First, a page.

One of my new friends here, a former teacher at EBH and a current volunteer at the local orphanage, tells me that some days she has to come pick her kids up from the public school after only a few hours because the teachers haven´t shown up, or they´re on strike, or they simply don´t care (this is kind of hard for me to believe--I feel like I need to see it for myself). This year, due to government protests, all the public schools opened two weeks late. Essentially, if people can afford a ¨reliable¨ education in private schools, they´ll take it.
All that aside, I do really like our school building. the hallways and common spaces are all open air and it feels so nice to get fresh air pretty much all the time. Many of the classrooms have AC, for when it gets hotter later in the day. There are little atriums and green spaces tucked in the stairwell, and there´s a big coconut palm just outside the main window. YAY!
Each grade is composed of one class of students, usually between 18 and 25 people. Unlike larger high schools in the US, where students change classrooms for each class, here the teachers switch in and out and the students stay in the same room all day. It makes sense, since the school is somewhat small, but I feel kind of sorry for the kids cooped up in the same room all the time, without that break between classes to stretch their legs. Even their lockers are in the room with them!
It also seems that, since there´s not a lot of equipment or materials available, students are *hurting* for hands-on activities. They seem to have been taught nothing but theory and some of them tell me they have never done a lab or any kind of fun activity in class. They are practically begging me for it! So far, I´ve taken two classes into the lab to do a really basic paper chromatography experiment, and with my 11th grade biology students, I found a really great hands-on simulation activity of natural selection. The students were ¨predators¨ with different ¨feeding apparati¨ (knives, forks, spoons) and had to eat different colored pom poms in different environments. We then tracked multiple generations of predators and prey (who survived and got to reproduce) to see if natural selection was at work over two different simulated environments. They had so much fun and I laughed SO HARD I had to stop and get control over myself a few times. You can read more about the activity here:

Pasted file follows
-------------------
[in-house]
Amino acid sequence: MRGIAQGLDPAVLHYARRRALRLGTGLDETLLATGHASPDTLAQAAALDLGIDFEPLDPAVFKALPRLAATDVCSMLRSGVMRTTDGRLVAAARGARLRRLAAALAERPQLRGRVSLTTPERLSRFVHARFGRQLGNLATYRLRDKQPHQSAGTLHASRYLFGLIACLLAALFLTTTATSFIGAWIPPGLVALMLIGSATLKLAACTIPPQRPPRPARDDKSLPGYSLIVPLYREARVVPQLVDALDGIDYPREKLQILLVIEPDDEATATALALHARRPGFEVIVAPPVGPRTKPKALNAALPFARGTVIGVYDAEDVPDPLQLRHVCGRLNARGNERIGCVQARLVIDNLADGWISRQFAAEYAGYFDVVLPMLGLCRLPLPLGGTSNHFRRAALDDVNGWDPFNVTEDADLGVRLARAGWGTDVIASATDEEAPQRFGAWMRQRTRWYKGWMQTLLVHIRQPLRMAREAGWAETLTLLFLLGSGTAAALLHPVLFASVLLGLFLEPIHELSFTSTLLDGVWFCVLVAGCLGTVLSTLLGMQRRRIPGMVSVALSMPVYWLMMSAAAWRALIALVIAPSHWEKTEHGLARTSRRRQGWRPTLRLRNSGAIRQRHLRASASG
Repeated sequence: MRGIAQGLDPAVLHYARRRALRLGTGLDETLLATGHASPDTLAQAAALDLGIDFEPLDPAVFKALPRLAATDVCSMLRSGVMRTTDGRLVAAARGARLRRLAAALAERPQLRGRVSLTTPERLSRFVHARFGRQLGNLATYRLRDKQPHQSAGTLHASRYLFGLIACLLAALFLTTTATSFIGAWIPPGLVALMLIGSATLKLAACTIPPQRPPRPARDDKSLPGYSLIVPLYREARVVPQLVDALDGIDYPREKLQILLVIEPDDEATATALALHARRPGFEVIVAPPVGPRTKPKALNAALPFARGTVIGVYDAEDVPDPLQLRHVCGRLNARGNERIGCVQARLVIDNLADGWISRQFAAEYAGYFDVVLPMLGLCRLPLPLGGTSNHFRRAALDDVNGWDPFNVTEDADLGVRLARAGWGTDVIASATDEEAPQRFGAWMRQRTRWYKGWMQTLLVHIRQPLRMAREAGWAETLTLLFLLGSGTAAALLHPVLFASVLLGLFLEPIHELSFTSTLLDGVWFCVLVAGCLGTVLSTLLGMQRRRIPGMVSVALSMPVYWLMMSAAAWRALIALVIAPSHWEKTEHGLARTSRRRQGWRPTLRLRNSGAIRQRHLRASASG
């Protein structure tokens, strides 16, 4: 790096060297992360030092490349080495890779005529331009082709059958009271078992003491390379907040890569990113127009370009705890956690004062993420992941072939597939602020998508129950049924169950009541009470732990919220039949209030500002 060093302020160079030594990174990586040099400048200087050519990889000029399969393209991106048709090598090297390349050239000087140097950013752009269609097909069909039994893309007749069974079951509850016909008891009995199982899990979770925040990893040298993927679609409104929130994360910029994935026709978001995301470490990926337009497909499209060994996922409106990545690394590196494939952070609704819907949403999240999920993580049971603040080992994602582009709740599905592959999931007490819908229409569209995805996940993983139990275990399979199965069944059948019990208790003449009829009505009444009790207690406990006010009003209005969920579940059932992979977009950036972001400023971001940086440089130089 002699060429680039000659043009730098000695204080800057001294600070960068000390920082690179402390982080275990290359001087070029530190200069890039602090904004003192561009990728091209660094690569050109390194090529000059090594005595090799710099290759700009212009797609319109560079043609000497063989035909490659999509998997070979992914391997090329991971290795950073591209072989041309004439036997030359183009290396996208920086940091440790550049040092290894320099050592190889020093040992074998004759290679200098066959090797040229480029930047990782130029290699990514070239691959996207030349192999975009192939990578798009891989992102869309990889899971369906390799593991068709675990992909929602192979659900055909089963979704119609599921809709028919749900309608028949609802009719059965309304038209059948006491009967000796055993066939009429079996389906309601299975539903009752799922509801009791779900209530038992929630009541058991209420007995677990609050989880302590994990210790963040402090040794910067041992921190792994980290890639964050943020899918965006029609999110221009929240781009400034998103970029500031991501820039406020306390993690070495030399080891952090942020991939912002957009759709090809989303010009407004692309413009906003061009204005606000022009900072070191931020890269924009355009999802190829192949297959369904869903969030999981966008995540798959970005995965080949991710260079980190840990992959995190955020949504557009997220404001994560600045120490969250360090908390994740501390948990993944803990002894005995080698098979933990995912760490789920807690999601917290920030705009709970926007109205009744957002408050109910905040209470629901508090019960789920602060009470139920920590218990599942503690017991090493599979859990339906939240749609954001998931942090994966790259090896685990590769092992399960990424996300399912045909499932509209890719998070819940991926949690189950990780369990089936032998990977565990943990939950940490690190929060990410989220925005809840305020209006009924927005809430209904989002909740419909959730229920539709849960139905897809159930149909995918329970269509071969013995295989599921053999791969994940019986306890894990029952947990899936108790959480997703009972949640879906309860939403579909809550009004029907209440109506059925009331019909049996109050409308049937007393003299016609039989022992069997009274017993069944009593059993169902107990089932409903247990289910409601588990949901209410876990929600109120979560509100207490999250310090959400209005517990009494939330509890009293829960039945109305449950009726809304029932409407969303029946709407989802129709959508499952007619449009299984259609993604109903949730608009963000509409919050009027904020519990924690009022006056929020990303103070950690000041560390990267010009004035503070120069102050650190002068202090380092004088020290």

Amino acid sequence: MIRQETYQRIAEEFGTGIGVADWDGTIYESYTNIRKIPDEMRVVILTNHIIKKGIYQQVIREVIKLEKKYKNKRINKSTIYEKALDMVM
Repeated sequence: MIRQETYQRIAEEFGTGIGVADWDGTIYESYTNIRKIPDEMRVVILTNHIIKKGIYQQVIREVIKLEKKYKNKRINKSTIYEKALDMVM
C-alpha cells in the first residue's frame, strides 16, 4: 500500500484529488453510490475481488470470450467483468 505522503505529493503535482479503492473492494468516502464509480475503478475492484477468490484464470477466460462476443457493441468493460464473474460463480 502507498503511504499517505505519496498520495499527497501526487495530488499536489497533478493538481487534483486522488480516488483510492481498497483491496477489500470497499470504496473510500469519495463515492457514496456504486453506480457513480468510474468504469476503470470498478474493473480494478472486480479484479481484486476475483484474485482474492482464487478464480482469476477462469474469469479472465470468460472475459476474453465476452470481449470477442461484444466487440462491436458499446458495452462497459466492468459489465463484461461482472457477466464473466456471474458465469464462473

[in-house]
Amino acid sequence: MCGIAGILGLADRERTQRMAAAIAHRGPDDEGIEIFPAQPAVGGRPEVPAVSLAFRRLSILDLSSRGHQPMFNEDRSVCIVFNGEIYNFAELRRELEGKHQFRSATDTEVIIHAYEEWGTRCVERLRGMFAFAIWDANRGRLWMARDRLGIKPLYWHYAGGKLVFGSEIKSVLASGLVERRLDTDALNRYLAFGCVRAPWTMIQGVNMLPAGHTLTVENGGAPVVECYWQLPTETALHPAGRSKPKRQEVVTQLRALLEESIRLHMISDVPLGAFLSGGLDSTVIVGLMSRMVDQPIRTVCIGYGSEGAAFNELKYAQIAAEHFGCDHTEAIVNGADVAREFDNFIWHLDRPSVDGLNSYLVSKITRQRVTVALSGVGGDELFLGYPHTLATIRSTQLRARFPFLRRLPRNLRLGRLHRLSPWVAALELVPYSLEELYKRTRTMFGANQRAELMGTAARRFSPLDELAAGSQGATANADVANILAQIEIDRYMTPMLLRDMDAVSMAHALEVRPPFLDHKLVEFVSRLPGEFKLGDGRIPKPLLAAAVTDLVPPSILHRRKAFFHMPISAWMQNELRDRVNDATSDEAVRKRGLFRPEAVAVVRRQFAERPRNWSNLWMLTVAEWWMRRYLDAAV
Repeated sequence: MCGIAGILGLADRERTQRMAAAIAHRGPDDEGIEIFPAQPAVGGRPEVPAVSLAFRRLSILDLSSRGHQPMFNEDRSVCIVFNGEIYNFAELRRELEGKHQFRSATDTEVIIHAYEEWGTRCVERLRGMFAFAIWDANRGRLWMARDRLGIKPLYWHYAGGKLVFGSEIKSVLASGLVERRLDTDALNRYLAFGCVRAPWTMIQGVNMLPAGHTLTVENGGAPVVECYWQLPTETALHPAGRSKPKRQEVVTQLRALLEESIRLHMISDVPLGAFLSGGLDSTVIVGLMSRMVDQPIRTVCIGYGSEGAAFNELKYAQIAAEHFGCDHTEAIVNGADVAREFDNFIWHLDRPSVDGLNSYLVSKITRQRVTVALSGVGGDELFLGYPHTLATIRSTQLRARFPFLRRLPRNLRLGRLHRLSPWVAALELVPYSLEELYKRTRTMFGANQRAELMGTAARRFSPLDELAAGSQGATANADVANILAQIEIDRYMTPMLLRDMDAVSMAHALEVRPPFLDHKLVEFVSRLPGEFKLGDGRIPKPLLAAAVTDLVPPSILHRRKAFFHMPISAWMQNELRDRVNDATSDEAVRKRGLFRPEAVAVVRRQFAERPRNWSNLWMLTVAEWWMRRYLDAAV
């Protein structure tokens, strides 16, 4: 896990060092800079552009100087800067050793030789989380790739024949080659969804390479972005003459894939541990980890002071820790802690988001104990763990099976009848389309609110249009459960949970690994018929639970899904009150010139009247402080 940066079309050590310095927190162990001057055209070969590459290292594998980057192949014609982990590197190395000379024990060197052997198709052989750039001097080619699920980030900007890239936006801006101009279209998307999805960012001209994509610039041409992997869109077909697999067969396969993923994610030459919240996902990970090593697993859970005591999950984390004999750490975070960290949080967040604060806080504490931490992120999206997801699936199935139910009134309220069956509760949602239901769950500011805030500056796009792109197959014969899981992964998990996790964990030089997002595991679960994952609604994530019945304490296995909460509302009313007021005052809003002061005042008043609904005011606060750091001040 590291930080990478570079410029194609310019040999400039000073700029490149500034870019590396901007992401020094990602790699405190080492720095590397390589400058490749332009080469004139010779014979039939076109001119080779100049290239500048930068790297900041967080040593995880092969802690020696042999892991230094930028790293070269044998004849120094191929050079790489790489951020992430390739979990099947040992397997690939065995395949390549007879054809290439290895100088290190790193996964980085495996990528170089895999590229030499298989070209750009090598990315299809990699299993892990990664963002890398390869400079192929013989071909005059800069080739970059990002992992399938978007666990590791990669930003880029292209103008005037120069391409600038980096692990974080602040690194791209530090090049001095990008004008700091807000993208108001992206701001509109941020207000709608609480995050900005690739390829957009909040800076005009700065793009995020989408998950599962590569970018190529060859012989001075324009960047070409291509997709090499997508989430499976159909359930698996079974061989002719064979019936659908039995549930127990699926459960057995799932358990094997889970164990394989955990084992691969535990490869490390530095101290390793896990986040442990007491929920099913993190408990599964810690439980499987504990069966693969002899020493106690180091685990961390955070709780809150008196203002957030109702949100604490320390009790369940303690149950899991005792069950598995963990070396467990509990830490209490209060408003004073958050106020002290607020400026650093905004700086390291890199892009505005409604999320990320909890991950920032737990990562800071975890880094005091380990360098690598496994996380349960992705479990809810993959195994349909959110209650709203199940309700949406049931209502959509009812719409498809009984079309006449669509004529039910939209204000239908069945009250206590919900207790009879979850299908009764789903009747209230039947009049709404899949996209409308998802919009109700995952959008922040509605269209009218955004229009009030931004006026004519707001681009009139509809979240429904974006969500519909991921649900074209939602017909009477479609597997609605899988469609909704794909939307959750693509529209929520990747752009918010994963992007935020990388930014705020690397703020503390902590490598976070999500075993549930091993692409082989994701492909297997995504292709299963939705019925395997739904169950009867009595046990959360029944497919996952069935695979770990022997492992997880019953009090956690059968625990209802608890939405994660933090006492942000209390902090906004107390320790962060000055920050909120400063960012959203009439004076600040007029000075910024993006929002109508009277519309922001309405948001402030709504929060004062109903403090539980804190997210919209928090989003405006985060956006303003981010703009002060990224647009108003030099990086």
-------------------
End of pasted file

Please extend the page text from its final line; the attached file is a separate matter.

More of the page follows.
Don´t worry, we graphed all the results and will be discussing our interpretations on monday :)
Anyway, sometimes the subjects I´m teaching are a little stilted and dry, and I realize that there are many days when I will have to just lecture. I am, however, committed to finding as many hands-on activities as possible, and I´ve already been supplementing my class with some science videos. I have been spending money on materials (and submitted receipts for--I hope--reimbursement) and I plan on putting together lesson kits with all the materials inside, lesson plans, etc, so that future teachers and classes can use them. I REALLY hope that they will be used again and again to keep the kids interested and engaged.
The 11th grade boys, ecstatic that they got to play with cups, spoons, and pom poms, hahaha.